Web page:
Facilitative interactions in plant communities are not only owing to amelioration of harsh abiotic conditions or improvement of resource acquisition, but also commonly arise from protection against herbivores (also called ‘associational defence’) (Atsatt & O’Dowd 1976). Switches from competitive to facilitative interactions at increasing grazing pressure have been clearly demonstrated in Mediterranean ecosystems (Baraza, Zamora & Hodar 2006), heather vegetation (Brooker et al. 2006), Alps woodlands (Smit et al. 2007) and the Patagonian steppe (Graff, Aguiar & Chaneton 2007). It is easy to imagine that in most plant communities a net positive effect of facilitation by herbivore protection cannot be expected at very high herbivore density simply because herbivores would eat anything available, including less palatable protective nurse plants. In contrast, at very low herbivore density not much is to be gained, and competition for resources among neighbouring plants will probably override the small protective effects against potential herbivore damage. Indeed, several studies illustrate that such protection against grazing tends to have the most effect at intermediate herbivore pressure (Brooker et al. 2006; Smit et al. 2007).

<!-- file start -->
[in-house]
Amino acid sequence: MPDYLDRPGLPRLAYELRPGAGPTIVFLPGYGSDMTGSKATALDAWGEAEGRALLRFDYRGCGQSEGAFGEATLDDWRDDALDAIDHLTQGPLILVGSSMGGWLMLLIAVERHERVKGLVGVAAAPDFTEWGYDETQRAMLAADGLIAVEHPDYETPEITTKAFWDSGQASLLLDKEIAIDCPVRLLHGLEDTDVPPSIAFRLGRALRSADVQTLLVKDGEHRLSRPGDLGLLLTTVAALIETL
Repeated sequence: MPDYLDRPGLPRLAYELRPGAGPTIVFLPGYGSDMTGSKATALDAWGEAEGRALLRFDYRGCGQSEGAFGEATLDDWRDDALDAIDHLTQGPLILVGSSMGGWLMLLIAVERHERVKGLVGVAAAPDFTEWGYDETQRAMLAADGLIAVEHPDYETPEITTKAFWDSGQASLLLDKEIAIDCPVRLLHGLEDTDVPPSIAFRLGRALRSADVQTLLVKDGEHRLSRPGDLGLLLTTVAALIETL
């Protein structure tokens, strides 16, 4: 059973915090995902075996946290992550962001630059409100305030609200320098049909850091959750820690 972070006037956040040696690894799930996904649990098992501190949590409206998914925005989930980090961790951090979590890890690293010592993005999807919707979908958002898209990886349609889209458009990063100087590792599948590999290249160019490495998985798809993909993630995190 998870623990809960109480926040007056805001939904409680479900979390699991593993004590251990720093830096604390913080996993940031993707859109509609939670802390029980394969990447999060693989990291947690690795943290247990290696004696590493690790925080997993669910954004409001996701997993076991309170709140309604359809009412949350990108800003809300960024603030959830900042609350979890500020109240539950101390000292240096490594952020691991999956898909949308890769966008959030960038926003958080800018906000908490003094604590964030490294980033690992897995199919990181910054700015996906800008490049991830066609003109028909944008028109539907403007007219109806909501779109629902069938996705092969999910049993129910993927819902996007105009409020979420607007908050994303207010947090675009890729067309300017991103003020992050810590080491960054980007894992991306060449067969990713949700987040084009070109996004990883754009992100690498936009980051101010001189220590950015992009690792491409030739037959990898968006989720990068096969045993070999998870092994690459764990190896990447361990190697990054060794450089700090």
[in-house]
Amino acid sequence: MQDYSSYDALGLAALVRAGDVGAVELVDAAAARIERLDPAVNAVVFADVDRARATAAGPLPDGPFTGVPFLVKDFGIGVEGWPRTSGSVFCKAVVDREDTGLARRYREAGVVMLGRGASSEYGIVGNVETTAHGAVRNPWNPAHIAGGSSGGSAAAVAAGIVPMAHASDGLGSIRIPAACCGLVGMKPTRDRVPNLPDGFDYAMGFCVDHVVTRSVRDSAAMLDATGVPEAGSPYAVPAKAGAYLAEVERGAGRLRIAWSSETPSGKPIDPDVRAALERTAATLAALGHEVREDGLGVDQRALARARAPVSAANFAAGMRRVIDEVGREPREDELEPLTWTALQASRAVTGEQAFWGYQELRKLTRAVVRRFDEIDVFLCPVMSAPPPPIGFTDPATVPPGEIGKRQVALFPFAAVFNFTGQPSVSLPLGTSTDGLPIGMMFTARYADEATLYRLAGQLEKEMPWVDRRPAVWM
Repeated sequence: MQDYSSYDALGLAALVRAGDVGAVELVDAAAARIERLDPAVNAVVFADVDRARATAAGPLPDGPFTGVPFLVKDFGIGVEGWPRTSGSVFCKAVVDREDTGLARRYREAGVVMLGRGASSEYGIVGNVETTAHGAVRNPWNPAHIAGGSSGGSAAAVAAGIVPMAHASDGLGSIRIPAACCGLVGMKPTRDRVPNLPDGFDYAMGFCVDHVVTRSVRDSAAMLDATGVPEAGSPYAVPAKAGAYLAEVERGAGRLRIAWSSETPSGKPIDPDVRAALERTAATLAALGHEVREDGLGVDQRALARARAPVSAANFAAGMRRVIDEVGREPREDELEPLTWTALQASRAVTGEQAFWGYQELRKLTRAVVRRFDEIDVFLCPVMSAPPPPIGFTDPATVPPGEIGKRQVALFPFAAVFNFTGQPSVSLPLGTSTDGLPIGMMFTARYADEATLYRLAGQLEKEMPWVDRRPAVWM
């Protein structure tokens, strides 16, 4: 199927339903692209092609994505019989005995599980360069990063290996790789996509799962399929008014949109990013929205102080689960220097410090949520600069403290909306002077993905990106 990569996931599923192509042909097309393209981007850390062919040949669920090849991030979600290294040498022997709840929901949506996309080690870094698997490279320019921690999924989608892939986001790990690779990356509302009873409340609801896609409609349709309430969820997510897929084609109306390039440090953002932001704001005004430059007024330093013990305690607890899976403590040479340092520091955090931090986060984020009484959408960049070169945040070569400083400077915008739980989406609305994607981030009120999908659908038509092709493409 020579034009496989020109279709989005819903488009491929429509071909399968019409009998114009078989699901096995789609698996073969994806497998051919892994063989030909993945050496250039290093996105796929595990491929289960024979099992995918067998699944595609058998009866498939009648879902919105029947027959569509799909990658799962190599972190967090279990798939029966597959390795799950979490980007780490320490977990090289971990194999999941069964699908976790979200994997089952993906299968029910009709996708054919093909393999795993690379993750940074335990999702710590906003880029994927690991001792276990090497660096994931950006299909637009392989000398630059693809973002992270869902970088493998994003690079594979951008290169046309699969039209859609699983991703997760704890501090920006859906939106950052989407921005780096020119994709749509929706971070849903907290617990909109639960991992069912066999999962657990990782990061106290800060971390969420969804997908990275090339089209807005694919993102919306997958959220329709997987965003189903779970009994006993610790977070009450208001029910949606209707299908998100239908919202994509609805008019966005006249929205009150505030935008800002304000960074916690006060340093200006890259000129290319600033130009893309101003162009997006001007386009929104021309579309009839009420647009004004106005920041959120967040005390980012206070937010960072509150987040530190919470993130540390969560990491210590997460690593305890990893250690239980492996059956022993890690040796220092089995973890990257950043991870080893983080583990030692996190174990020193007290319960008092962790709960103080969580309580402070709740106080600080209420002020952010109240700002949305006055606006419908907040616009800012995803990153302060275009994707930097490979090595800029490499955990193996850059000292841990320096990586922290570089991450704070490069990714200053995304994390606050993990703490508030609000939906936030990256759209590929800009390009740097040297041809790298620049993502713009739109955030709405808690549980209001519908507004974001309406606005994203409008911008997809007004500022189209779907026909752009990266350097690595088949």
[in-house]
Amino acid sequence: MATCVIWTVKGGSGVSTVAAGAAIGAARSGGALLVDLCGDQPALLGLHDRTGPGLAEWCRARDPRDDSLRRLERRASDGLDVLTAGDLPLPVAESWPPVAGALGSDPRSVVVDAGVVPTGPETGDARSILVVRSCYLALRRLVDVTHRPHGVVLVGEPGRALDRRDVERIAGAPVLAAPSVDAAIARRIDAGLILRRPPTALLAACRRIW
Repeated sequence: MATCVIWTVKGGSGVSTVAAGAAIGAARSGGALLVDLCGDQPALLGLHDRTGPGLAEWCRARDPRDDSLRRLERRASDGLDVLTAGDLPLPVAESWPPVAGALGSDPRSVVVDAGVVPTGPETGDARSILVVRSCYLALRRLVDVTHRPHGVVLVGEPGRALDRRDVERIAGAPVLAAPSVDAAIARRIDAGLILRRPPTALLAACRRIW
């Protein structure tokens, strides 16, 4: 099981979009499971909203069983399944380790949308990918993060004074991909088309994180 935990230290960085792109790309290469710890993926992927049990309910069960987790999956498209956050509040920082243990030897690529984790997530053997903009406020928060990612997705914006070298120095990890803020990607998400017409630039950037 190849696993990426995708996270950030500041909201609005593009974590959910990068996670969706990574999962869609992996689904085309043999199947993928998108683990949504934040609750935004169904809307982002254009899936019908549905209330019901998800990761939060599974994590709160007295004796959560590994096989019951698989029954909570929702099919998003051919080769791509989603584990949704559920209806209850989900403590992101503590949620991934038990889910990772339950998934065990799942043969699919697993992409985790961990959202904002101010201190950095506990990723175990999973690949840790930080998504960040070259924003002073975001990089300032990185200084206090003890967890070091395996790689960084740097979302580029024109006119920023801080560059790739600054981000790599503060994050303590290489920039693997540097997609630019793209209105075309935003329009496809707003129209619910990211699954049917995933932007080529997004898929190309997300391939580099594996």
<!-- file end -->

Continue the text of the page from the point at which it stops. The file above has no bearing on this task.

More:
In summary, while our graphical model (Figs 1–4) highlights one particular example, various studies illustrate that facilitative interactions may ameliorate stressful conditions only within a certain range. At low levels of stress, positive effects may typically be overruled by competitive impacts, whereas at high stress levels organisms will typically be unable to produce sufficient amelioration to facilitate the survival and growth of others. We therefore predict the maximum absolute effect of facilitation (in terms of biomass gain) to be found under relatively moderate conditions rather than under the most stressful conditions. This implies that, while facilitation can expand the range of conditions where organisms may occur (as stressed in earlier work), performance may be boosted most strongly under more moderate conditions.
Facilitation under seemingly benign conditions